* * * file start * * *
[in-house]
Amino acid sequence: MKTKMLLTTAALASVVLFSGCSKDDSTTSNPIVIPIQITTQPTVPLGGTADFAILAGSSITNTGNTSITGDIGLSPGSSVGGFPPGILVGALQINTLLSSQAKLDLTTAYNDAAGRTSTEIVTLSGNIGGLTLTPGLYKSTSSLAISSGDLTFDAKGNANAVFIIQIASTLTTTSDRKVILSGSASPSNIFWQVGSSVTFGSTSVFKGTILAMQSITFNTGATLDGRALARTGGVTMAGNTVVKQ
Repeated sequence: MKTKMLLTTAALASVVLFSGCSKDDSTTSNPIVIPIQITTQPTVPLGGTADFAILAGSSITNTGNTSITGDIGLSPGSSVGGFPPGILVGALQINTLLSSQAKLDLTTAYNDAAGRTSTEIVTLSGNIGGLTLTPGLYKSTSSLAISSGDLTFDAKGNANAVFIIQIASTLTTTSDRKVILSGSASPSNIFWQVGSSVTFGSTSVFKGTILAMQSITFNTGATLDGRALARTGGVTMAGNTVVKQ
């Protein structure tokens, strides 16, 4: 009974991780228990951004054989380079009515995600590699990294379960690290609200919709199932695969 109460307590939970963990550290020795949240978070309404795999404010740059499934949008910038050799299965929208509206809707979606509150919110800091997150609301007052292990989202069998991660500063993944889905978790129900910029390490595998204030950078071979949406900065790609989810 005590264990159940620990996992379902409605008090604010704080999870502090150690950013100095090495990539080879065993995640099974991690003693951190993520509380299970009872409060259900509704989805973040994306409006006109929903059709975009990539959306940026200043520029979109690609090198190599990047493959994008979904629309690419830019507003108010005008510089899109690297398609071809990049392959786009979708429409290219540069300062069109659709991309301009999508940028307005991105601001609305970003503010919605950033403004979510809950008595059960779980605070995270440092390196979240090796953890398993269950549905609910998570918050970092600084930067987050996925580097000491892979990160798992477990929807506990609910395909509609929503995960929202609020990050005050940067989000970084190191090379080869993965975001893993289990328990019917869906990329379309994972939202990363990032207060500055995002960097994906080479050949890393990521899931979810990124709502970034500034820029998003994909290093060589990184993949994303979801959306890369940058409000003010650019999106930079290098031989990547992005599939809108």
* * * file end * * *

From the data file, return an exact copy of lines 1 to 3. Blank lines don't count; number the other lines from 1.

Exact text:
[in-house]
Amino acid sequence: MKTKMLLTTAALASVVLFSGCSKDDSTTSNPIVIPIQITTQPTVPLGGTADFAILAGSSITNTGNTSITGDIGLSPGSSVGGFPPGILVGALQINTLLSSQAKLDLTTAYNDAAGRTSTEIVTLSGNIGGLTLTPGLYKSTSSLAISSGDLTFDAKGNANAVFIIQIASTLTTTSDRKVILSGSASPSNIFWQVGSSVTFGSTSVFKGTILAMQSITFNTGATLDGRALARTGGVTMAGNTVVKQ
Repeated sequence: MKTKMLLTTAALASVVLFSGCSKDDSTTSNPIVIPIQITTQPTVPLGGTADFAILAGSSITNTGNTSITGDIGLSPGSSVGGFPPGILVGALQINTLLSSQAKLDLTTAYNDAAGRTSTEIVTLSGNIGGLTLTPGLYKSTSSLAISSGDLTFDAKGNANAVFIIQIASTLTTTSDRKVILSGSASPSNIFWQVGSSVTFGSTSVFKGTILAMQSITFNTGATLDGRALARTGGVTMAGNTVVKQ